In an era when many scientists double as media-savvy iconoclasts, anthropologist Melvin Konner—an agnostic who was raised as an Orthodox Jew—explores the advantages of religion and the rewards of tolerance. Here Konner probes the psychology, development,evolution, and even genetics of the varied religious impulses we experience as a species. Offering a colorful weave of personal stories as well as new scientific research, Konner shows us that religion does much good as well as undoubted harm, and that for at least a large minority of humanity, the belief in things unseen neither can nor should go away.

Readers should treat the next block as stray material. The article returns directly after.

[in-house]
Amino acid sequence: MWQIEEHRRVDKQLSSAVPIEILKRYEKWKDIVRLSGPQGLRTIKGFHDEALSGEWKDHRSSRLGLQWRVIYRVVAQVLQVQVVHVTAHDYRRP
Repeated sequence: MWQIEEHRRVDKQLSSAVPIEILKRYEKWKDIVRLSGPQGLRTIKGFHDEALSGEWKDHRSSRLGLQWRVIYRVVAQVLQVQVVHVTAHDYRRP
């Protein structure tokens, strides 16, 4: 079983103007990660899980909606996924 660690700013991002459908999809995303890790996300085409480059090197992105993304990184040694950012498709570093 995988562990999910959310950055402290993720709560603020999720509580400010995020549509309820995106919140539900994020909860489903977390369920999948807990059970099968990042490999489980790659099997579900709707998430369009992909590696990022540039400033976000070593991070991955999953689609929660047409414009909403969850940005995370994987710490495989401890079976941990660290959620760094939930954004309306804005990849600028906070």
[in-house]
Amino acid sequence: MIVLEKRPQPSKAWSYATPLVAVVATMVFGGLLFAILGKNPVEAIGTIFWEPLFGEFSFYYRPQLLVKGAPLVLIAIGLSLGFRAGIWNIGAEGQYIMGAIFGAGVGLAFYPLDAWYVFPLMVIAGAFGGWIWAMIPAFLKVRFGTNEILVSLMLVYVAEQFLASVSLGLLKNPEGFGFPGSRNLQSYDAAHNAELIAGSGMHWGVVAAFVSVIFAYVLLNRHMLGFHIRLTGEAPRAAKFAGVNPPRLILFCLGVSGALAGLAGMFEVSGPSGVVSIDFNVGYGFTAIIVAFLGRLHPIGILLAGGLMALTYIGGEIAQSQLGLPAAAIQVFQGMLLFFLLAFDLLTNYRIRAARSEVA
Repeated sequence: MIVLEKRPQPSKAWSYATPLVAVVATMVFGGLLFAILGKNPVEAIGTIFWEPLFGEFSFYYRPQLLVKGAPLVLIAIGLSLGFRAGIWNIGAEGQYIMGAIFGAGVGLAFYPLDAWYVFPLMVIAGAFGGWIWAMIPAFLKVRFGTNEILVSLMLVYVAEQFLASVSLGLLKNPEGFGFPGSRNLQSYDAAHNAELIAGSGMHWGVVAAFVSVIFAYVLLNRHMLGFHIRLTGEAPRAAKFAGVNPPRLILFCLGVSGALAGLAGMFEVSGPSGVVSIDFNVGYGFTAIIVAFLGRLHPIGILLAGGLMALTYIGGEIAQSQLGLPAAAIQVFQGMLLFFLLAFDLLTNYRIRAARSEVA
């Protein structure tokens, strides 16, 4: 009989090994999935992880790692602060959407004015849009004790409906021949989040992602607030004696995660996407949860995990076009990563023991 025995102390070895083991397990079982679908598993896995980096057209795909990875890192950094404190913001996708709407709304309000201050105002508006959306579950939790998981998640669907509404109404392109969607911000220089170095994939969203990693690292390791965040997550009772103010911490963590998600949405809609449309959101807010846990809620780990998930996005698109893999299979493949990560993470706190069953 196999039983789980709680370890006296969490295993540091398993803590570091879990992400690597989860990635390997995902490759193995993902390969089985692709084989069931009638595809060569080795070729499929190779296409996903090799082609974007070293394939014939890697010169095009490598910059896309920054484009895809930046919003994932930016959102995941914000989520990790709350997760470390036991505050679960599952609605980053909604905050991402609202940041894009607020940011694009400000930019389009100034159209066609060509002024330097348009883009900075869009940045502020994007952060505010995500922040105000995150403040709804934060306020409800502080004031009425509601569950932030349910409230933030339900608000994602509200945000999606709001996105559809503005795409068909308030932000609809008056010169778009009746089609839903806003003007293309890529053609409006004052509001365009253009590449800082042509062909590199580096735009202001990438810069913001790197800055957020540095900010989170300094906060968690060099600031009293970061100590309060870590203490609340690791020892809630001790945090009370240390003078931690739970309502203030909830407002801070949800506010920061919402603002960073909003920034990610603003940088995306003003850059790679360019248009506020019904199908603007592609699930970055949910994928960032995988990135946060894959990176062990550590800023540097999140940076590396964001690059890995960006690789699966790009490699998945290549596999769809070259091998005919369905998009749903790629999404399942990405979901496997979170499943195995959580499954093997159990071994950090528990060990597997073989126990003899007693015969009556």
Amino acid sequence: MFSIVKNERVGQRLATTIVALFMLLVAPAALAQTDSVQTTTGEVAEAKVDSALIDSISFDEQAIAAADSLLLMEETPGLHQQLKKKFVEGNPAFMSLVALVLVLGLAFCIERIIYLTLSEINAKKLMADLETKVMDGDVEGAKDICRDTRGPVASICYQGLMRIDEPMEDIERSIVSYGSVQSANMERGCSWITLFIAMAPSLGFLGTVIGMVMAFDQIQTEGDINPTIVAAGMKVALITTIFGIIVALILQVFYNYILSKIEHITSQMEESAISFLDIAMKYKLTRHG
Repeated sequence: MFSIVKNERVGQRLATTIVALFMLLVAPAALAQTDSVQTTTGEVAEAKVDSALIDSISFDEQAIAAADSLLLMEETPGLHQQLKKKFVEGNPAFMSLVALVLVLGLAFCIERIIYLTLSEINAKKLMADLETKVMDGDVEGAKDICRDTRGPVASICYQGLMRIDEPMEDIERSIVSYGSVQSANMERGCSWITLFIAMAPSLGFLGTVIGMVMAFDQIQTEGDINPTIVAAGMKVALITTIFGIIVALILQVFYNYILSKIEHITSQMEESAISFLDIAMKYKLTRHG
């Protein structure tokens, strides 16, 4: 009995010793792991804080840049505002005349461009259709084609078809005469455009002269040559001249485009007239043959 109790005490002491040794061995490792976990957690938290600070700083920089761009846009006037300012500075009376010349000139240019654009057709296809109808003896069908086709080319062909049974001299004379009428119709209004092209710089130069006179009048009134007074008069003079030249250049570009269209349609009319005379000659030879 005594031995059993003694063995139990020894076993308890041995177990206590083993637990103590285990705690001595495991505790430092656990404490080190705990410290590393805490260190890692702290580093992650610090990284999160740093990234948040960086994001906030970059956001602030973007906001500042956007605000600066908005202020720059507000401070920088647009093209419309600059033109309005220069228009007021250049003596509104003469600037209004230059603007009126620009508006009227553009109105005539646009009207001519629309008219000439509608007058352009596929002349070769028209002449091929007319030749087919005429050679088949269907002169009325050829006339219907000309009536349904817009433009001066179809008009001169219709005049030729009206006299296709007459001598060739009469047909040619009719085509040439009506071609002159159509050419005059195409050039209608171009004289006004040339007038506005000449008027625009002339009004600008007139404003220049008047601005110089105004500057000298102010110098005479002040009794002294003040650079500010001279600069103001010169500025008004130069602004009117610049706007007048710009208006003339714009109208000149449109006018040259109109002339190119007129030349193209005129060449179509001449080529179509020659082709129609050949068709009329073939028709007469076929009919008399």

"A humane, appropriately qualified argument that provides aid and comfort for believers—and that should also interest fair-minded nonbelievers."—Kirkus Reviews